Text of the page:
1. RECEIVING INFORMATION When you receive information you are engaging in a passive behavior – making it difficult to maintain your concentration. As a result, it is easy to become distracted when you are receiving information. If you let your mind wander during this phase, how- ever, the next steps in the process will be based on faulty information. There are four ways you can improve your receptive accuracy: • Maintain eye contact with your speaker

• Concentrate on the speaker, not on your response

• Take notes • Eliminate background noise Concentrating 100% on the speaker

and referring back to your notes will help you recall your own questions or concerns.

2. INTERPRETING INFORMATION Interpreting information involves analyzing and drawing conclusions, and is an active stage of strategic listening. The obvious place to begin this process is with a brief analysis of your speaker. You can begin this step before you even meet the person. Answer these questions and think along similar lines: Where does your speaker come

from geographically? The geo- graphic origin of the speaker – as well as the speaker’s age, sex, ethnicity, religion and educational level – can all influence his or her choice of words

SELLING TIP How to Create Confidence

1. The Success Habit. Confidence is built on success, so give your people horses they can ride. Especially when dealing with new reps, assign them tasks they can master. Build in them the habit of being successful – starting small with small successes. Involve your people in the decision- making process. Without delegating away any of your supervisory responsibilities, allow your salespeople to have some major input into matters that affect them. 2. The Evils of Perfectionism. By insisting on per-

as well as the meaning intended for those words. Accurate interpretation depends on a subtle sense of who your speaker is. What is the primary goal of the conversation? Is it information gather- ing, negotiating, a get-acquainted ses- sion? The ultimate goal of the conversa- tion influences the meaning of words.

3. STORING INFORMATION Mentally store the information where you can retrieve it quickly and accu- rately, at any point in the future. An effective mental storage system can make your career in sales extremely successful.

I use a system I call my “mental Rolodex.” I actually visualize 3" x 5" index cards with words and notes written on them stored in my brain. Visualization is a commonly used technique. Many high achievers sing its praises and use it automatically to spur themselves to higher success. The cards in my mental file often have the same notes on them that I have taken during the actual conver- sation. If I am unable to take notes during the conversation, as I listen I visualize storing information in my mental Rolodex. Like a computer, I can cross-reference these cards on any bit of information.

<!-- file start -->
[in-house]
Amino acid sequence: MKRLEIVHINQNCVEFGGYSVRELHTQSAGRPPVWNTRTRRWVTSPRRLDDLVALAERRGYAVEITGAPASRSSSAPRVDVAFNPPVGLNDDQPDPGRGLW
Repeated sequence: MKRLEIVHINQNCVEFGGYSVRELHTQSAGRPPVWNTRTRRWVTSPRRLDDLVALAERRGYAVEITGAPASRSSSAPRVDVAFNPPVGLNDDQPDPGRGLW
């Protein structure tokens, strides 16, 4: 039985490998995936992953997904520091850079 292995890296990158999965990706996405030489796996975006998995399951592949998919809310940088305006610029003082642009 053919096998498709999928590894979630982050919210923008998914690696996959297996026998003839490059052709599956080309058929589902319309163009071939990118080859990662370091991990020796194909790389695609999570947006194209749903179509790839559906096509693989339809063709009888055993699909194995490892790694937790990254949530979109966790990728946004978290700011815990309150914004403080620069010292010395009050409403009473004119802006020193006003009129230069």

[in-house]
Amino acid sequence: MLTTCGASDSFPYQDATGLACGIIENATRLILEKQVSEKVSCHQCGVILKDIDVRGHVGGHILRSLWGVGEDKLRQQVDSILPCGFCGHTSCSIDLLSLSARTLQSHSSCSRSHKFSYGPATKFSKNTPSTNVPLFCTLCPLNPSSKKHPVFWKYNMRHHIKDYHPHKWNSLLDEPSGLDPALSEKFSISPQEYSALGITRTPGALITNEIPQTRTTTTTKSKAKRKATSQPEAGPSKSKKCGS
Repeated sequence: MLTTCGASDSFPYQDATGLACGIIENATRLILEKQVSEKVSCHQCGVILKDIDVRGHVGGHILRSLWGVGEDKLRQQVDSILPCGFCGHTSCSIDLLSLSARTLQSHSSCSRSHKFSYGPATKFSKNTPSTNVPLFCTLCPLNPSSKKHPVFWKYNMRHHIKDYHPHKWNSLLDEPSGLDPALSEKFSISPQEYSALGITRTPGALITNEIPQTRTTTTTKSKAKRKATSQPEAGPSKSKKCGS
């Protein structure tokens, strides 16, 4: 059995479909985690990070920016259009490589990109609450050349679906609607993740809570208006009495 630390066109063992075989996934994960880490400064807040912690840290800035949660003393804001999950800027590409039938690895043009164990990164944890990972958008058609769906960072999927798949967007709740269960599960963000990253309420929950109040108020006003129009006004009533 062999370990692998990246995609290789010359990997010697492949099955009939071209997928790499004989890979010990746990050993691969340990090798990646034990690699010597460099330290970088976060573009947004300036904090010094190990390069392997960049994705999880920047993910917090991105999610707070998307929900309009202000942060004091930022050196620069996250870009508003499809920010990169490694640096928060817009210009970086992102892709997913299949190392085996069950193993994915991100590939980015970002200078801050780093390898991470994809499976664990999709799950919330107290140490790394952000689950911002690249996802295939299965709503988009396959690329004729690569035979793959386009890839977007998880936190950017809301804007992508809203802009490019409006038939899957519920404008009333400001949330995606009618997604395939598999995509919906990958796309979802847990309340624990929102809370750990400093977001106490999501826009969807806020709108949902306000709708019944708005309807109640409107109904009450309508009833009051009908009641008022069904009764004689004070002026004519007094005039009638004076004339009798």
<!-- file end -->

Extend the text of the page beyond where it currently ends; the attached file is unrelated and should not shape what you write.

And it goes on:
Everyone uses a form of mental storage, yet few of us examine the pattern we have established – much less improve on it.

4. PROVIDING FEEDBACK Feedback doesn’t always occur at the end of the conversation. Although these should be kept to a minimum, you will find yourself interjecting com- ments during the conversation. Feed- back is your opportunity to execute your strategic listening skills. If you have taken notes, this stage is not very difficult; if not, you will still be able to rely on your mental stor- age system. An opening statement that precedes your feedback sets the stage (e.g., “As you have explained, the major points in this negotiation are...” or, “I appreciate the time you have taken to explain your require- ments. Let me review some of the key issues you have expressed”). This opening statement eases you into the conversation. It’s a way to get your lis- tener’s attention by using key phrases, industry jargon, or other terms your speaker has used. Incorporating these into your response will give the speaker the feeling that you have listened well – and, in fact, you have. Using your prospect’s name as often as possible during your portion of the conversation will also draw his or her attention to what you are saying. As you can see, strategic listening is a logical process. Its components – receiving, interpreting, storing, and feedback – are skills you can improve with practice. Improve your listening skills and you will be improving your selling skills while you are improving sales results. 

fection, sales managers may be defeating their own purpose. Some people may become so self-conscious about making a mistake that they slow their perfor- mance to a crawl to make certain they don’t screw up. As a result, productivity goes way down. 3. Managers’ Decision-Making Problems. Managers often have trouble making decisions. First, they’re not certain they have all the information necessary to make a decision; second, they’re afraid of making a mistake and dread the consequences. You can get into more management difficulty by repeatedly refusing to make decisions (or by delaying unreasonably) than you can by occasionally making an incorrect decision.


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